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Being Ill in Bulgaria

Seeing people of my own age around me draws me to compare health. Of course you can't tell how healthy a person is just by looking at them. however you can see how they walk, posture and general body language to give you clues to their wellbeing. One of my great pastime is people watching anyway so when my focus is on someone akin to my age there is bound to be comparisons with myself.
We all have been ill at some point and now it was my turn for a change. Pain is something I can bear when I am in control such as pushing myself physically on my bike or cycling, but pain caused by illness is at the very least an intolerable scenario.
As you get older you put up with aches and pains, it grows upon you gradually that is acceptable it is a message reminding you you're getting older and can't run around like a spring chicken anymore. That doesn't mean you become stagnant, just more careful with excursions for example proper warming up and warming down before and after exercising or thinking first before running for a bus or picking up that heavy box. It took some painful experiences to come to terms with that way.
Well now back in Bulgaria and putting up with a painful Left hand for months, which I put down to a history of tension initially taking up the viola after puberty, (long story). Then working in Bulgaria full time in a boiler factory in Bulgaria back in 2007, basically with an active drill in my hand 8 hours a day (I'm left handed). The latter did the most damage. I started up the piano again for a least and hour a day a few months ago and the left hand was giving me problems with tension and stress which gradually got worse, but I persevered. Perhaps I should have read the signs and given it a break. On top of this my cycling requires hours on end of grip on the handlebars, which doesn't do the wrist any favours especially when the weather turned a little damper and colder. So come the end of November it wasn't very comfortable at all.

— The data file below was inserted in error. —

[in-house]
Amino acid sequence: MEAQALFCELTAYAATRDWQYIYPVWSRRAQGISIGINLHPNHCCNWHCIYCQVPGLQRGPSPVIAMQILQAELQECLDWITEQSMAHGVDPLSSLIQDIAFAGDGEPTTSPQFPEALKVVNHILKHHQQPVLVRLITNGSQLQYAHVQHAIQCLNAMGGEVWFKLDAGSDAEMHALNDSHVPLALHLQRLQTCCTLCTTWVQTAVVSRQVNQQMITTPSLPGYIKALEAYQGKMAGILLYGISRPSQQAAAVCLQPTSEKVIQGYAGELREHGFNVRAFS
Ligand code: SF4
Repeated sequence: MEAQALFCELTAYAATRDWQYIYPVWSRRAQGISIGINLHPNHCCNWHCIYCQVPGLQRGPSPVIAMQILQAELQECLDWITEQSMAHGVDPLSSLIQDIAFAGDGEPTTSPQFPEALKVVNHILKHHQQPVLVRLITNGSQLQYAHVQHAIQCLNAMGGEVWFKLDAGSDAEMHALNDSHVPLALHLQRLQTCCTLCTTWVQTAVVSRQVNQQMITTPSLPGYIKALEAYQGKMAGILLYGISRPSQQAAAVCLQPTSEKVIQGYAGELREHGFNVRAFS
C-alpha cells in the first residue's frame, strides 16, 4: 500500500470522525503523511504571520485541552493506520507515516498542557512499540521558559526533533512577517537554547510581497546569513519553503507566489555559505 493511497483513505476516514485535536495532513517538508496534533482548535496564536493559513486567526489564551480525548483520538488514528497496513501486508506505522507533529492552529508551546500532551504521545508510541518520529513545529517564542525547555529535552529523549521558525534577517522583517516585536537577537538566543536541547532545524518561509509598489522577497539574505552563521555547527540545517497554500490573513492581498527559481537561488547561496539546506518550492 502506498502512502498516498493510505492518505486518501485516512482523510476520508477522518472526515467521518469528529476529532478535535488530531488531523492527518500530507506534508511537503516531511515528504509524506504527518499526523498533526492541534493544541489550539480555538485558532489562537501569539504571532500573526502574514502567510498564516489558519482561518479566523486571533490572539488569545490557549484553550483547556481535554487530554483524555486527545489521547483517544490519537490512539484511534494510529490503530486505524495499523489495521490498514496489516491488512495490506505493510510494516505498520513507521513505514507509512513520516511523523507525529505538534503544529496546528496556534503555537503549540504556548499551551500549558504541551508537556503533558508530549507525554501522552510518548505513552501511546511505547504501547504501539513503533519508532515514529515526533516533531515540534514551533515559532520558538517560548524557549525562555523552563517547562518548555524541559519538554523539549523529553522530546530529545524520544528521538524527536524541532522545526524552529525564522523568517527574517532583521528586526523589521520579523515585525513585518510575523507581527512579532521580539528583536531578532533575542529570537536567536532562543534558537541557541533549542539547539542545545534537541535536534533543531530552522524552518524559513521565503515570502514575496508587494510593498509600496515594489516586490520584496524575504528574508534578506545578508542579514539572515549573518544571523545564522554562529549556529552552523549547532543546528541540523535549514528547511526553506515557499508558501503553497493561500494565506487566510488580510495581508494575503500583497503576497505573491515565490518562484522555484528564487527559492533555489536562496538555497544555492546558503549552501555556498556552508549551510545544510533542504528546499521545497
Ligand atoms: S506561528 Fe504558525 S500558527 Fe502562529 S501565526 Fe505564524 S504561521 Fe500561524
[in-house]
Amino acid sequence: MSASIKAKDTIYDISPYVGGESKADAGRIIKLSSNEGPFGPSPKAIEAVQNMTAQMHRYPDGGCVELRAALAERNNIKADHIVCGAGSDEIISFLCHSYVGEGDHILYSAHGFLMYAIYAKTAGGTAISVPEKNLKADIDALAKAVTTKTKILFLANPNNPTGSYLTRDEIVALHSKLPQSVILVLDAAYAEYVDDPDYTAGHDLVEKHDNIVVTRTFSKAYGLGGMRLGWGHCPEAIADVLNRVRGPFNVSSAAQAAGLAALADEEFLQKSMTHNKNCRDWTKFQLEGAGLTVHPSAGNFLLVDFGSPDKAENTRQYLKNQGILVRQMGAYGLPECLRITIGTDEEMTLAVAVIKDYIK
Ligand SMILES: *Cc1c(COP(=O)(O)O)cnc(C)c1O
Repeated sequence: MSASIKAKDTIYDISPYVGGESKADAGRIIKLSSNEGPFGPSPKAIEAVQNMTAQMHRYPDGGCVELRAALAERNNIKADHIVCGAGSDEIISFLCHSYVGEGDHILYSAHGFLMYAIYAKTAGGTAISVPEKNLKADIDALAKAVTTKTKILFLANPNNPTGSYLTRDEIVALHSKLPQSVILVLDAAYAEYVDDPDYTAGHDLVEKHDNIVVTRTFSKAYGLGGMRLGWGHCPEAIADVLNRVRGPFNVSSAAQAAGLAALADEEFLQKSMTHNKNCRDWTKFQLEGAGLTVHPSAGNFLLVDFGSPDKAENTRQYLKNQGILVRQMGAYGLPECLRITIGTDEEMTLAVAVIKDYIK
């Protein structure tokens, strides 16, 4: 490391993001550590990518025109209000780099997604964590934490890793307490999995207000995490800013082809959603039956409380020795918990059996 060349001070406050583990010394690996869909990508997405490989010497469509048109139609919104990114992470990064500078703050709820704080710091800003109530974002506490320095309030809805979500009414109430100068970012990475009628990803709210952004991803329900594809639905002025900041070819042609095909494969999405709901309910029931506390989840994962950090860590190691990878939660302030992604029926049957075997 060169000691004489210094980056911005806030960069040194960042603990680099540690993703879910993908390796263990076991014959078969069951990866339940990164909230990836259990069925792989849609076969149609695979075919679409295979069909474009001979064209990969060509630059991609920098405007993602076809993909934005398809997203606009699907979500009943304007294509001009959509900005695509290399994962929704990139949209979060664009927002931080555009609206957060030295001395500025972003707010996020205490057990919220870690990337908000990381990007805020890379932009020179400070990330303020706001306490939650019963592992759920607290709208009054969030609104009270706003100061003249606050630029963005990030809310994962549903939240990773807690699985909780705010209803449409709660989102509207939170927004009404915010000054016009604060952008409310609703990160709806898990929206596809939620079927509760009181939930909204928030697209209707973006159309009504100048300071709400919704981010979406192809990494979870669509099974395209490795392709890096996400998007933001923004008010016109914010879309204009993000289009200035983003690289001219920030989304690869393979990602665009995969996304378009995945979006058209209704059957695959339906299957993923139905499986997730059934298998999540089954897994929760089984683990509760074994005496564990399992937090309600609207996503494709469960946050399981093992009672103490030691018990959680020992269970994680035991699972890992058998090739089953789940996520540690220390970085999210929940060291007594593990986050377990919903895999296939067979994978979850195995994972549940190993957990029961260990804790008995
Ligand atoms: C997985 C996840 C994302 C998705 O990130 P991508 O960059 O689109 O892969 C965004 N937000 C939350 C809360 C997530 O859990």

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The Barrels That Did The Damage
27th November arrived and it was the evening before Rakia Making Day. I had to help get two big barrels full of fermented wine out of my garage and onto a van. It was a cold evening pouring with rain and I had been waiting for half an hour for the van to arrive on the street in these condition. A cold man with no head cover or gloves and soaked through with the thought of rakia making motivating him. The van duly arrived and as I began to lift the first barrel my left wrist cracked under the strain accompanied with a sharp dagger like pain. I worked through the pain on the second barrel and struggled with four heavy sacks of wood. That was it I thought, give it a rest overnight and will be fine in the morning. That evening I took a couple of paracetamol and an early night to bed for a 5:30 rise in the morning and very excited for the Rakia Making Day ahead.